This will be my first year to really observe the tradition of introspection and prayer during Elul. 

Elul is the last month before the civil new year and the fall feasts of Rosh HaShanah, Yom Kippur and Sukkot.  It’s traditional to take the 40 days before Yom Kippur, which begin on Elul 1, as a time of reflection and introspection, to prepare for the coming Days of Awe.  We take this time to right any wrongs and to ask and give forgiveness, as well as renewing our focus on charity.  In short, we do what we can to come closer to G-d, to right our relationship with Him and to do good to others so that we may be prepared for the High Holy Days.  This may be done any time of year, obviously, but there is a focus on these things during this time as a tradition.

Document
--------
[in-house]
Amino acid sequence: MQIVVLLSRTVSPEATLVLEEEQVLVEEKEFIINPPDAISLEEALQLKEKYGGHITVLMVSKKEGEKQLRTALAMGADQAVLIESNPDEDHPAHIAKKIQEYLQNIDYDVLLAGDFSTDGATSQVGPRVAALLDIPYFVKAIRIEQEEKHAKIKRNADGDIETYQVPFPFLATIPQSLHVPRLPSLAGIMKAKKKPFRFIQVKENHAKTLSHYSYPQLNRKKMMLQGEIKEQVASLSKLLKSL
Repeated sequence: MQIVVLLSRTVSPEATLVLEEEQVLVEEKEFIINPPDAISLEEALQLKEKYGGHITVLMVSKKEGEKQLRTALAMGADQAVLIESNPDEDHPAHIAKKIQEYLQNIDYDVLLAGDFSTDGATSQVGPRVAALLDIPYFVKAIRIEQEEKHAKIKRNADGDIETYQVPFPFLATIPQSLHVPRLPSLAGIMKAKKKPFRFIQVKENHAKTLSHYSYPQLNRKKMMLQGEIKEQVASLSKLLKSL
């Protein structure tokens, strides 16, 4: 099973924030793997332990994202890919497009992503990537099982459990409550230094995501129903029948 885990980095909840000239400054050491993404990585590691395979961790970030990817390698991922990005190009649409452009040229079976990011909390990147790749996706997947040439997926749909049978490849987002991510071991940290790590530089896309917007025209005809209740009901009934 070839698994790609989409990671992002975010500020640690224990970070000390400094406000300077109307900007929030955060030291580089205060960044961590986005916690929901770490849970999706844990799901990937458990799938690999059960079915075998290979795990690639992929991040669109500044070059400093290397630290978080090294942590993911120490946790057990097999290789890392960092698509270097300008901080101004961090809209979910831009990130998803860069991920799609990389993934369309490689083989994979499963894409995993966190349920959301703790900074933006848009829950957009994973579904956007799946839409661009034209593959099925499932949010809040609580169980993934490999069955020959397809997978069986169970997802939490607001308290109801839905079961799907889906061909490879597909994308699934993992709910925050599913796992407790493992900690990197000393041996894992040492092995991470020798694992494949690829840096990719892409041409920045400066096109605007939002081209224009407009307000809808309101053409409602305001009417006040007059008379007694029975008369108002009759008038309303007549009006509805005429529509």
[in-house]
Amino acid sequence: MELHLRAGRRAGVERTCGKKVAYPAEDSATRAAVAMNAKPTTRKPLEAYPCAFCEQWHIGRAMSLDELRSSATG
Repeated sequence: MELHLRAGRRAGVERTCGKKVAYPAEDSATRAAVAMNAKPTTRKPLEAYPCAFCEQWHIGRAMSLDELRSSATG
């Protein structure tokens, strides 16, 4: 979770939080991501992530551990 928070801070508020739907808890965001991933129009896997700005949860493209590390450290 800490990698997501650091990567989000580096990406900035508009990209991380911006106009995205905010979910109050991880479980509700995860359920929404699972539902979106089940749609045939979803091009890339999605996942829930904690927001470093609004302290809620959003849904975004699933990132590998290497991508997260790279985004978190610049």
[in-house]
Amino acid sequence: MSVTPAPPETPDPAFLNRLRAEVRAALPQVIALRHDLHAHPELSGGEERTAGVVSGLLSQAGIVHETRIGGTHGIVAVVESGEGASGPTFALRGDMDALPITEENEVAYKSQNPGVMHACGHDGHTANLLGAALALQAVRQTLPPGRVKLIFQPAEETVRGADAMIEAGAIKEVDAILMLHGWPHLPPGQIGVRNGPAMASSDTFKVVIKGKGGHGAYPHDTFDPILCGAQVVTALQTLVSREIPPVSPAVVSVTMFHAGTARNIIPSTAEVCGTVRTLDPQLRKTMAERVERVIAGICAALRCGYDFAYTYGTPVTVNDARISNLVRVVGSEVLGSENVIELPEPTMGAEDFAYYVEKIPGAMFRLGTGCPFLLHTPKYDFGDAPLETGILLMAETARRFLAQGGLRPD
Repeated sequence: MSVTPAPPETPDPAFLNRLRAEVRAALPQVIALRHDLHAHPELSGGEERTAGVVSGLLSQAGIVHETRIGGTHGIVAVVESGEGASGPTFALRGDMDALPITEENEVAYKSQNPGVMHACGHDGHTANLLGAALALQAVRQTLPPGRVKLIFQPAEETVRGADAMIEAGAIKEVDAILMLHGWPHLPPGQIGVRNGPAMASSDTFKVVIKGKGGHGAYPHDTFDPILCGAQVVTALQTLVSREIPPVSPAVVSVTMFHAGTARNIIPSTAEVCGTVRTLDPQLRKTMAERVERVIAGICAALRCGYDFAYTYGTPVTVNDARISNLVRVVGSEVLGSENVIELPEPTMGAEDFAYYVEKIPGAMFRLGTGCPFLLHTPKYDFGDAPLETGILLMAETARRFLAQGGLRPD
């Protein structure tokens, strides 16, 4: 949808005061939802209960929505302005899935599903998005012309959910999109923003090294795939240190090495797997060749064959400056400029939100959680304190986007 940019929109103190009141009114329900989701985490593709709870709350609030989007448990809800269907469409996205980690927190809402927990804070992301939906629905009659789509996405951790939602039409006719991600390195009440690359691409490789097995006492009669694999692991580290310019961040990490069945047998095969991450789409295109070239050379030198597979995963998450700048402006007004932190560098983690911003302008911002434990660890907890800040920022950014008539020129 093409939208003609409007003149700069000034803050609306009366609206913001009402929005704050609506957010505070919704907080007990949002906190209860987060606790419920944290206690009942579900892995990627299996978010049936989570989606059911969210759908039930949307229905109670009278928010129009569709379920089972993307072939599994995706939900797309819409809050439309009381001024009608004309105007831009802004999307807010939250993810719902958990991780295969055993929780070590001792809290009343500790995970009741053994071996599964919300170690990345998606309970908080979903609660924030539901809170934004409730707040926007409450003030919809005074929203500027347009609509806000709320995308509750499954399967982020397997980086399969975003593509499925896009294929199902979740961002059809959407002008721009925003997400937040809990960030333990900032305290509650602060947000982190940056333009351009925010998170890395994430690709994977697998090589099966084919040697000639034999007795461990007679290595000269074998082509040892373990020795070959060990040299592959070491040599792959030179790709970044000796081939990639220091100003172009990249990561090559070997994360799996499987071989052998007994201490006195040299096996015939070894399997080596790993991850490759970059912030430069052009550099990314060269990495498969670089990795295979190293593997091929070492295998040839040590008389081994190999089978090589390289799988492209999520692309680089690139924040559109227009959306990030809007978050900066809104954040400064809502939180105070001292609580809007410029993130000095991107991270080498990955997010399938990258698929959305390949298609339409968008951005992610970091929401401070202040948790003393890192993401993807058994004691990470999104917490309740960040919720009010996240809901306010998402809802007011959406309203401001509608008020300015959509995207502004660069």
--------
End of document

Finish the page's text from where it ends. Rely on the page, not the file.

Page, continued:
The shofar is blown in the mornings after the morning prayers (except for Shabbat), which include Psalm 27 every day through Hoshanah Rabbah.   The shofar blasts are said  to be a wake-up call to rouse sleepers from their complacency.  There are also a special set of prayers called Selichot prayers, which have a focus on repentance.  These are said the last week of Elul, as the time of the Days of Awe approaches.

This is also a time to bless each other with the greeting “ketivah vachatimah tovah”, meaning “may you be inscribed and sealed for a good year.”

Interesting fact: Elul means “search” in Aramaic.  It’s an entirely appropriate name since that is what one does during Elul: search our hearts.